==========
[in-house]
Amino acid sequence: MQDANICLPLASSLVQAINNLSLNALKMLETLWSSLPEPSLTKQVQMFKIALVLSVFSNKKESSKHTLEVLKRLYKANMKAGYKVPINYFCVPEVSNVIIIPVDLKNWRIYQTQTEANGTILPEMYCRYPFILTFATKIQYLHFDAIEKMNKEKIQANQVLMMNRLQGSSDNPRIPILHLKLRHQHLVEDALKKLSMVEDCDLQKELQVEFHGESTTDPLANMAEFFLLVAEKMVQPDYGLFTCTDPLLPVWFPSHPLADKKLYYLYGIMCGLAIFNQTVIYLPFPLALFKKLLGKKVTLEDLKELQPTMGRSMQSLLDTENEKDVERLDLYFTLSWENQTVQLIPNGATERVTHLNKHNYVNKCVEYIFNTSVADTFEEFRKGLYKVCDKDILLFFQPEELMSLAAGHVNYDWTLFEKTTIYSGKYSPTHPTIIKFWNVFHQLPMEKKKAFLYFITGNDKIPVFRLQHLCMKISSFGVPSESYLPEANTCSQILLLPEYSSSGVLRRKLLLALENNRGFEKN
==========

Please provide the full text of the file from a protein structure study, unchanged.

[in-house]
Amino acid sequence: MQDANICLPLASSLVQAINNLSLNALKMLETLWSSLPEPSLTKQVQMFKIALVLSVFSNKKESSKHTLEVLKRLYKANMKAGYKVPINYFCVPEVSNVIIIPVDLKNWRIYQTQTEANGTILPEMYCRYPFILTFATKIQYLHFDAIEKMNKEKIQANQVLMMNRLQGSSDNPRIPILHLKLRHQHLVEDALKKLSMVEDCDLQKELQVEFHGESTTDPLANMAEFFLLVAEKMVQPDYGLFTCTDPLLPVWFPSHPLADKKLYYLYGIMCGLAIFNQTVIYLPFPLALFKKLLGKKVTLEDLKELQPTMGRSMQSLLDTENEKDVERLDLYFTLSWENQTVQLIPNGATERVTHLNKHNYVNKCVEYIFNTSVADTFEEFRKGLYKVCDKDILLFFQPEELMSLAAGHVNYDWTLFEKTTIYSGKYSPTHPTIIKFWNVFHQLPMEKKKAFLYFITGNDKIPVFRLQHLCMKISSFGVPSESYLPEANTCSQILLLPEYSSSGVLRRKLLLALENNRGFEKN